Putting PLM in the cloud is not enough – What matters most is enterprise application integration.
Cloud Based PLM
There have been a number of announcements lately of putting PLM in the cloud. It started Dassault making its V6 platform available from AWS last year; it gathered much more steam with Arena’s launch of PDXViewer and mostly Autodesk’s launch of PLM 360. I haven’t personally tested PLM 360 yet, but take it from reviews of Deelip and Oleg that end-user experience is pretty great.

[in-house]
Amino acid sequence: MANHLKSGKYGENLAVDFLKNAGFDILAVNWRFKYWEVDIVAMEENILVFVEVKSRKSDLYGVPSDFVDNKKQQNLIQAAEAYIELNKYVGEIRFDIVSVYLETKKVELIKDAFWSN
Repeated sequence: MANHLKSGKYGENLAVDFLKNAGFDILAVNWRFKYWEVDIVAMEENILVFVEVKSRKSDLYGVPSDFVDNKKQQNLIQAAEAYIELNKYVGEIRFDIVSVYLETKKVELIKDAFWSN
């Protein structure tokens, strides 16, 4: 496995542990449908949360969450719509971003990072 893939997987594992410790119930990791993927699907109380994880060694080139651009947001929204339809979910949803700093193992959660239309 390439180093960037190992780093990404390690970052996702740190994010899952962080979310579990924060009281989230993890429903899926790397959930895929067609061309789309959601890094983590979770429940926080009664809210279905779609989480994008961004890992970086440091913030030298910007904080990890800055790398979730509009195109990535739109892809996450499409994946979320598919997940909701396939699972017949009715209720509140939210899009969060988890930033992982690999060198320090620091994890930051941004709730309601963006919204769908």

The fact that an on-premise PLM implementation is expensive and a time-intensive process remains true (which requires software licenses and a considerable infrastructure and consulting investment) and since cloud PLM solutions are maintained by the software provider, which means set-up is easy and requires no internal resources for updates/upgrades will endow manufacturers to see faster returns on investments. Also as Michael Driscoll notes “The cloud is a more fault-tolerant and flexible operating system than its predecessors. These two advantages derive from the cloud’s two hallmark features: it is both virtualized and distributed. Because it’s virtualized, failing hardware can be upgraded or swapped out, and virtual processes can be migrated to new machines with little end-user impact. Because it’s distributed across thousands of commodity boxes, services’ compute and bandwidth needs can be scaled up or down, and disk storage limitations are almost an anachronism.”